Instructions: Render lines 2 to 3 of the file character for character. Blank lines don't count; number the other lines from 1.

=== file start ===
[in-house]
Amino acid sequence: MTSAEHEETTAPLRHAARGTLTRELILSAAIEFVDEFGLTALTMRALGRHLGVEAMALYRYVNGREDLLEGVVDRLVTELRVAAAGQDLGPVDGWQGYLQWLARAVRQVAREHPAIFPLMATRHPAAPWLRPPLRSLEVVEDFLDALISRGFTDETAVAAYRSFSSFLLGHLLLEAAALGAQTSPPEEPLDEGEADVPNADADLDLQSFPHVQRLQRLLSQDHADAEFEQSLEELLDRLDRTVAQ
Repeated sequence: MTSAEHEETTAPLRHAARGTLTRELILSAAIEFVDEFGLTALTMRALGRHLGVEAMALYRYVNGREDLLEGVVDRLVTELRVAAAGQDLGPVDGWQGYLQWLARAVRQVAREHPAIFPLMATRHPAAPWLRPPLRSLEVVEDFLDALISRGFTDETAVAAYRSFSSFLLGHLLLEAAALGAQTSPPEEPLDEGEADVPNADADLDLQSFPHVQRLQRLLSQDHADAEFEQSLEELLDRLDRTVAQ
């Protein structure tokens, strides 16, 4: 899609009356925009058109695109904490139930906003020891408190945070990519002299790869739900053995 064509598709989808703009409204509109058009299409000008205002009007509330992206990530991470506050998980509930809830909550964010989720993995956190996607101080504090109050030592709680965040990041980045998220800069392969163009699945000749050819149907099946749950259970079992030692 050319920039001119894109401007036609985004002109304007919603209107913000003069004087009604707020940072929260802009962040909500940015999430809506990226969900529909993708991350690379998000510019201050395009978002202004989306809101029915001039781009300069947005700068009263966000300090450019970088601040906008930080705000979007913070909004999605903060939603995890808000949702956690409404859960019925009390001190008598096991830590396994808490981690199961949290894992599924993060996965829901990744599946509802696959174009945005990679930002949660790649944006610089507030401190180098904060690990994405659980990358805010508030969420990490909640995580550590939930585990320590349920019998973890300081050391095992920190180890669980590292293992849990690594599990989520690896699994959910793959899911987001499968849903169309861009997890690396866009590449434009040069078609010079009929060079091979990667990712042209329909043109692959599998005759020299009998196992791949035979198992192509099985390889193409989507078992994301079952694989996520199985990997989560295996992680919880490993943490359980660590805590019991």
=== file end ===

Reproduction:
Amino acid sequence: MTSAEHEETTAPLRHAARGTLTRELILSAAIEFVDEFGLTALTMRALGRHLGVEAMALYRYVNGREDLLEGVVDRLVTELRVAAAGQDLGPVDGWQGYLQWLARAVRQVAREHPAIFPLMATRHPAAPWLRPPLRSLEVVEDFLDALISRGFTDETAVAAYRSFSSFLLGHLLLEAAALGAQTSPPEEPLDEGEADVPNADADLDLQSFPHVQRLQRLLSQDHADAEFEQSLEELLDRLDRTVAQ
Repeated sequence: MTSAEHEETTAPLRHAARGTLTRELILSAAIEFVDEFGLTALTMRALGRHLGVEAMALYRYVNGREDLLEGVVDRLVTELRVAAAGQDLGPVDGWQGYLQWLARAVRQVAREHPAIFPLMATRHPAAPWLRPPLRSLEVVEDFLDALISRGFTDETAVAAYRSFSSFLLGHLLLEAAALGAQTSPPEEPLDEGEADVPNADADLDLQSFPHVQRLQRLLSQDHADAEFEQSLEELLDRLDRTVAQ